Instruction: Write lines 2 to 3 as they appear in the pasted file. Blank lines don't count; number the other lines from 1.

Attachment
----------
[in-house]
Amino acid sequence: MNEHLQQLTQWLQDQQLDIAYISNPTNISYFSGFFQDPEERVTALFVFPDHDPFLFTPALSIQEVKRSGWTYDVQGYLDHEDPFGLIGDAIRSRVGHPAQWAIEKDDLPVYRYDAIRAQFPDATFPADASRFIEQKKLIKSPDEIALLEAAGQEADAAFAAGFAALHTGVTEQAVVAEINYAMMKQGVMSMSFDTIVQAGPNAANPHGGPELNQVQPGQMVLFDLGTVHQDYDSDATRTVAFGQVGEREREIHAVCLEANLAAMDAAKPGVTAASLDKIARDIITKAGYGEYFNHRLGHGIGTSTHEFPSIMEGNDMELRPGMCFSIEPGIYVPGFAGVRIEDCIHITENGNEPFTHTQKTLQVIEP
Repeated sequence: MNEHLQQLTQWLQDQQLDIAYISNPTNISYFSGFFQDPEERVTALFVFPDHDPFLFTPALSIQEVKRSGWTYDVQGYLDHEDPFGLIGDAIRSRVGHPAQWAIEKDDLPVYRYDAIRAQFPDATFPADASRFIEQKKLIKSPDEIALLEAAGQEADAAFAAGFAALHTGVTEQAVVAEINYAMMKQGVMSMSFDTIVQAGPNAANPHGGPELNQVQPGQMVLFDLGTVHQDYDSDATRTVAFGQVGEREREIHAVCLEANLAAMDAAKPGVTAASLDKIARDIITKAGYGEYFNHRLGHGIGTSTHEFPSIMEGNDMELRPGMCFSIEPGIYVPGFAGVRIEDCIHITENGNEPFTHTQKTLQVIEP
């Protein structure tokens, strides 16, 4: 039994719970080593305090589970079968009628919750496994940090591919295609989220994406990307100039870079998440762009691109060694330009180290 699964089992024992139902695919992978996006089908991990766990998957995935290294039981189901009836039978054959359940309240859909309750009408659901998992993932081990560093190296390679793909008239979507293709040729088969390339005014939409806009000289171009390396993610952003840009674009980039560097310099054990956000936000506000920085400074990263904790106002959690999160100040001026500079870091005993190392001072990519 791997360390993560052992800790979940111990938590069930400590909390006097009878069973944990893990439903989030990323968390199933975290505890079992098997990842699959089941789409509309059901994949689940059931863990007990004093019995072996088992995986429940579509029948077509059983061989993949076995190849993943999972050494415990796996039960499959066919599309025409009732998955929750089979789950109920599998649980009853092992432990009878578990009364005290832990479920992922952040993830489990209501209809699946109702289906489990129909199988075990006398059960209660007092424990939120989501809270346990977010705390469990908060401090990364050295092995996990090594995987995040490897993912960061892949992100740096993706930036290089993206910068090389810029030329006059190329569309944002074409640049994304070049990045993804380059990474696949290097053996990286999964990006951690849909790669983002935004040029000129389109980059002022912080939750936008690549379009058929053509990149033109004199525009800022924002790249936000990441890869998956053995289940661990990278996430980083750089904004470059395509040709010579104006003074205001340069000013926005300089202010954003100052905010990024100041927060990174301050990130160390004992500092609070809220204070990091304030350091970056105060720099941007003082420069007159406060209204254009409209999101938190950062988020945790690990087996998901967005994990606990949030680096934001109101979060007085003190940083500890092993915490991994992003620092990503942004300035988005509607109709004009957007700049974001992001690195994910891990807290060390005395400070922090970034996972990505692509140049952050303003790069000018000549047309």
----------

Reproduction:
Amino acid sequence: MNEHLQQLTQWLQDQQLDIAYISNPTNISYFSGFFQDPEERVTALFVFPDHDPFLFTPALSIQEVKRSGWTYDVQGYLDHEDPFGLIGDAIRSRVGHPAQWAIEKDDLPVYRYDAIRAQFPDATFPADASRFIEQKKLIKSPDEIALLEAAGQEADAAFAAGFAALHTGVTEQAVVAEINYAMMKQGVMSMSFDTIVQAGPNAANPHGGPELNQVQPGQMVLFDLGTVHQDYDSDATRTVAFGQVGEREREIHAVCLEANLAAMDAAKPGVTAASLDKIARDIITKAGYGEYFNHRLGHGIGTSTHEFPSIMEGNDMELRPGMCFSIEPGIYVPGFAGVRIEDCIHITENGNEPFTHTQKTLQVIEP
Repeated sequence: MNEHLQQLTQWLQDQQLDIAYISNPTNISYFSGFFQDPEERVTALFVFPDHDPFLFTPALSIQEVKRSGWTYDVQGYLDHEDPFGLIGDAIRSRVGHPAQWAIEKDDLPVYRYDAIRAQFPDATFPADASRFIEQKKLIKSPDEIALLEAAGQEADAAFAAGFAALHTGVTEQAVVAEINYAMMKQGVMSMSFDTIVQAGPNAANPHGGPELNQVQPGQMVLFDLGTVHQDYDSDATRTVAFGQVGEREREIHAVCLEANLAAMDAAKPGVTAASLDKIARDIITKAGYGEYFNHRLGHGIGTSTHEFPSIMEGNDMELRPGMCFSIEPGIYVPGFAGVRIEDCIHITENGNEPFTHTQKTLQVIEP